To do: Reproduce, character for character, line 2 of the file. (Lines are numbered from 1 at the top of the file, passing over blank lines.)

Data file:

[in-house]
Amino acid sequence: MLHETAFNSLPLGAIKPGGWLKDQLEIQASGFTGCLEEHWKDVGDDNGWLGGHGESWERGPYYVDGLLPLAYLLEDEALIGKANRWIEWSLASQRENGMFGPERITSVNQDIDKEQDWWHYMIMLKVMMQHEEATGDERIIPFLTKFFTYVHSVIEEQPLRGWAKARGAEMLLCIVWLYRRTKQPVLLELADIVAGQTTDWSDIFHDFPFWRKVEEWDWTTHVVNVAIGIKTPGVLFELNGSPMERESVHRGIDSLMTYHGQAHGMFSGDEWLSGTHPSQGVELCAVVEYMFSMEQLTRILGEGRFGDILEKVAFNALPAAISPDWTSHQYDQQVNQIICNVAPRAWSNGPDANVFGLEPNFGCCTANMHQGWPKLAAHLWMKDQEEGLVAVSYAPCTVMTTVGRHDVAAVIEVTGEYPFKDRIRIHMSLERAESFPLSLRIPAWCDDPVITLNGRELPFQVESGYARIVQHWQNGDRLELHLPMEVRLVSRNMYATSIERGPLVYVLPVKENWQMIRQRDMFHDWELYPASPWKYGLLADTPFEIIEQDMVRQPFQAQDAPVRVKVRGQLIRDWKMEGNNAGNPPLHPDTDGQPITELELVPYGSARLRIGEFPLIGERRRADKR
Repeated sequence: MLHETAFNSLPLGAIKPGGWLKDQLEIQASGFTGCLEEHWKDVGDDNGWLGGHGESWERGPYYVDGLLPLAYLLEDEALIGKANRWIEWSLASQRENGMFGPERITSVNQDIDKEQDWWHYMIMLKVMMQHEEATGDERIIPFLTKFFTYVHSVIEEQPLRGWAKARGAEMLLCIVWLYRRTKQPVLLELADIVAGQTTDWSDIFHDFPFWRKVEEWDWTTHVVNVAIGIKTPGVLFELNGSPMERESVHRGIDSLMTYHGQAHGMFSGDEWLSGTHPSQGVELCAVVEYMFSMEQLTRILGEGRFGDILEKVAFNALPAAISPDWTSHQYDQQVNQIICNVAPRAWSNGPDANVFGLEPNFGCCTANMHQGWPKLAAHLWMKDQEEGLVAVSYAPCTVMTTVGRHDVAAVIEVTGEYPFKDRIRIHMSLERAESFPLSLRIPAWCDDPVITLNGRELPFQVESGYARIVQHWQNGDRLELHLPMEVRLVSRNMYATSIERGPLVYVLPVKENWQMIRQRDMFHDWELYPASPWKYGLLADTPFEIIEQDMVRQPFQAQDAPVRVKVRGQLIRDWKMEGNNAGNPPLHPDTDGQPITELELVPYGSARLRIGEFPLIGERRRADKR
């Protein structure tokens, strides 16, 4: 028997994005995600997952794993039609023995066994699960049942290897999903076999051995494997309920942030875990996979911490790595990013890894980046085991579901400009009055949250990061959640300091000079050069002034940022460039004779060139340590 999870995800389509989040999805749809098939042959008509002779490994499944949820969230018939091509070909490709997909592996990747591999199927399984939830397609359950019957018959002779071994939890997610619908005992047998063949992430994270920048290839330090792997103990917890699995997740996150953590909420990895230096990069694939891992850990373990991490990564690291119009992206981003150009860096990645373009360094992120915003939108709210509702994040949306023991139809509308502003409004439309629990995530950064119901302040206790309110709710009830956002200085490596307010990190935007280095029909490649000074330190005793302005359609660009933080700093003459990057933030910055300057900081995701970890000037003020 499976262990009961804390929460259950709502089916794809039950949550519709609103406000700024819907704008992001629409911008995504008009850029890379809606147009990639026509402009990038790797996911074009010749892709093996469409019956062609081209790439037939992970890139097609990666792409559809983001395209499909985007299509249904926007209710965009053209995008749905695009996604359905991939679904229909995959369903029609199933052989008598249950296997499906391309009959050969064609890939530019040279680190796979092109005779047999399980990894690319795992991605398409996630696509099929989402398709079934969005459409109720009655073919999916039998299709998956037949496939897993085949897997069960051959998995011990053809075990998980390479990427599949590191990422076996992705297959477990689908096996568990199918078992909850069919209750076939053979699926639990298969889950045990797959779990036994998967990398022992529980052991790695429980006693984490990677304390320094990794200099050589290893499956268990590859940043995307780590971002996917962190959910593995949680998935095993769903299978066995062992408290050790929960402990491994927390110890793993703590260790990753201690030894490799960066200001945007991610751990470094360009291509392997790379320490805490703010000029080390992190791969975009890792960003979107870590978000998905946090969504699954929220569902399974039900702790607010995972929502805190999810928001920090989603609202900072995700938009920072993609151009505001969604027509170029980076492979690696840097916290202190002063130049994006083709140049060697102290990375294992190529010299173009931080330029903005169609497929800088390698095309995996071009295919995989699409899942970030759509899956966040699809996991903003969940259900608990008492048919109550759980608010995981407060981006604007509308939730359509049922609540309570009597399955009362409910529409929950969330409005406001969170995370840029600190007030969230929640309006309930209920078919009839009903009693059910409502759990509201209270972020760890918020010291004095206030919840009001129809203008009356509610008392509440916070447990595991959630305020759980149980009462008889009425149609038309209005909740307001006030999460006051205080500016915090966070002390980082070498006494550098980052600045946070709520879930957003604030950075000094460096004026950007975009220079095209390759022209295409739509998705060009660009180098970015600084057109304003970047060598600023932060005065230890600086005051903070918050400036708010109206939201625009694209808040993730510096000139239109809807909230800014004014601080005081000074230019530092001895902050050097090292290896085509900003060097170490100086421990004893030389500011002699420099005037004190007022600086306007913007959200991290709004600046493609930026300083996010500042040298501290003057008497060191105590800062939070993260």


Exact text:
Amino acid sequence: MLHETAFNSLPLGAIKPGGWLKDQLEIQASGFTGCLEEHWKDVGDDNGWLGGHGESWERGPYYVDGLLPLAYLLEDEALIGKANRWIEWSLASQRENGMFGPERITSVNQDIDKEQDWWHYMIMLKVMMQHEEATGDERIIPFLTKFFTYVHSVIEEQPLRGWAKARGAEMLLCIVWLYRRTKQPVLLELADIVAGQTTDWSDIFHDFPFWRKVEEWDWTTHVVNVAIGIKTPGVLFELNGSPMERESVHRGIDSLMTYHGQAHGMFSGDEWLSGTHPSQGVELCAVVEYMFSMEQLTRILGEGRFGDILEKVAFNALPAAISPDWTSHQYDQQVNQIICNVAPRAWSNGPDANVFGLEPNFGCCTANMHQGWPKLAAHLWMKDQEEGLVAVSYAPCTVMTTVGRHDVAAVIEVTGEYPFKDRIRIHMSLERAESFPLSLRIPAWCDDPVITLNGRELPFQVESGYARIVQHWQNGDRLELHLPMEVRLVSRNMYATSIERGPLVYVLPVKENWQMIRQRDMFHDWELYPASPWKYGLLADTPFEIIEQDMVRQPFQAQDAPVRVKVRGQLIRDWKMEGNNAGNPPLHPDTDGQPITELELVPYGSARLRIGEFPLIGERRRADKR